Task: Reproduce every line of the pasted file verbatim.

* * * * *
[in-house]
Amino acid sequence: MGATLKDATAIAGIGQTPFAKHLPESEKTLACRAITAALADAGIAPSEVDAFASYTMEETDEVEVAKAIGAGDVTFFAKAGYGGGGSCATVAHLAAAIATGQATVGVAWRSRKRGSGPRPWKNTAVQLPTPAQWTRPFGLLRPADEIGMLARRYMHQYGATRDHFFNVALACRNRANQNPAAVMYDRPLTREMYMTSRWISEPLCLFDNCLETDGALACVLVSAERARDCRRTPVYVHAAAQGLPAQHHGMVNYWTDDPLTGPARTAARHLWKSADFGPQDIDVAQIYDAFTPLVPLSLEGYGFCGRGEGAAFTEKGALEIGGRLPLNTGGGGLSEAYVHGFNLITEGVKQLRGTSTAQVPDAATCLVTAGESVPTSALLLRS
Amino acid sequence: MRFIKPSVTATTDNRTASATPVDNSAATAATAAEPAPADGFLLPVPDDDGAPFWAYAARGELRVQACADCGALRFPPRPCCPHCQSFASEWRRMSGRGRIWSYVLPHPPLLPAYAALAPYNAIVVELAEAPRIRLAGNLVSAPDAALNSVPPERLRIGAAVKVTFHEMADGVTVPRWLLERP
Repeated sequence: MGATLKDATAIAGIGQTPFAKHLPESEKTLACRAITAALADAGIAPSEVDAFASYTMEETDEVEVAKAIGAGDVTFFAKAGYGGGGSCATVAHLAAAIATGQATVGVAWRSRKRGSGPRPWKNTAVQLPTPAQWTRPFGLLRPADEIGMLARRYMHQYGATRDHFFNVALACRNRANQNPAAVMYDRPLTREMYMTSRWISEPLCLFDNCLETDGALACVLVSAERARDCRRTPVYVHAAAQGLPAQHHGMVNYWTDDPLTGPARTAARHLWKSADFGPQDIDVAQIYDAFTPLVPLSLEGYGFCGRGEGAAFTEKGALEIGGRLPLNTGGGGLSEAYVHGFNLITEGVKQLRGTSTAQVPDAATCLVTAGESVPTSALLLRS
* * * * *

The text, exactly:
[in-house]
Amino acid sequence: MGATLKDATAIAGIGQTPFAKHLPESEKTLACRAITAALADAGIAPSEVDAFASYTMEETDEVEVAKAIGAGDVTFFAKAGYGGGGSCATVAHLAAAIATGQATVGVAWRSRKRGSGPRPWKNTAVQLPTPAQWTRPFGLLRPADEIGMLARRYMHQYGATRDHFFNVALACRNRANQNPAAVMYDRPLTREMYMTSRWISEPLCLFDNCLETDGALACVLVSAERARDCRRTPVYVHAAAQGLPAQHHGMVNYWTDDPLTGPARTAARHLWKSADFGPQDIDVAQIYDAFTPLVPLSLEGYGFCGRGEGAAFTEKGALEIGGRLPLNTGGGGLSEAYVHGFNLITEGVKQLRGTSTAQVPDAATCLVTAGESVPTSALLLRS
Amino acid sequence: MRFIKPSVTATTDNRTASATPVDNSAATAATAAEPAPADGFLLPVPDDDGAPFWAYAARGELRVQACADCGALRFPPRPCCPHCQSFASEWRRMSGRGRIWSYVLPHPPLLPAYAALAPYNAIVVELAEAPRIRLAGNLVSAPDAALNSVPPERLRIGAAVKVTFHEMADGVTVPRWLLERP
Repeated sequence: MGATLKDATAIAGIGQTPFAKHLPESEKTLACRAITAALADAGIAPSEVDAFASYTMEETDEVEVAKAIGAGDVTFFAKAGYGGGGSCATVAHLAAAIATGQATVGVAWRSRKRGSGPRPWKNTAVQLPTPAQWTRPFGLLRPADEIGMLARRYMHQYGATRDHFFNVALACRNRANQNPAAVMYDRPLTREMYMTSRWISEPLCLFDNCLETDGALACVLVSAERARDCRRTPVYVHAAAQGLPAQHHGMVNYWTDDPLTGPARTAARHLWKSADFGPQDIDVAQIYDAFTPLVPLSLEGYGFCGRGEGAAFTEKGALEIGGRLPLNTGGGGLSEAYVHGFNLITEGVKQLRGTSTAQVPDAATCLVTAGESVPTSALLLRS